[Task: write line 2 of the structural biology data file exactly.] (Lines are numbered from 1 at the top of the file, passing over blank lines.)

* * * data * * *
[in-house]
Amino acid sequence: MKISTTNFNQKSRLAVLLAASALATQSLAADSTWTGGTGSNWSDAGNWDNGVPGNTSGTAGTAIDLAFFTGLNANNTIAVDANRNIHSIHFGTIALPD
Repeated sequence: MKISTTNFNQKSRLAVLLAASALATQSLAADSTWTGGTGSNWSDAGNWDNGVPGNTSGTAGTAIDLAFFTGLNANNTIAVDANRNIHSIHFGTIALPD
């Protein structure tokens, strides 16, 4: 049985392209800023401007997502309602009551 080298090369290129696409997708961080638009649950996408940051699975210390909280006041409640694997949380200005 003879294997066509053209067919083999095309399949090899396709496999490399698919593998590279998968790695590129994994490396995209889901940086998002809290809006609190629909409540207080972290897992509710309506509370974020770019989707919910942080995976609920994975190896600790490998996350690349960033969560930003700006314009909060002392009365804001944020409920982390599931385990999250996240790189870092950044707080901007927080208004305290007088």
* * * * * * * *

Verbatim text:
Amino acid sequence: MKISTTNFNQKSRLAVLLAASALATQSLAADSTWTGGTGSNWSDAGNWDNGVPGNTSGTAGTAIDLAFFTGLNANNTIAVDANRNIHSIHFGTIALPD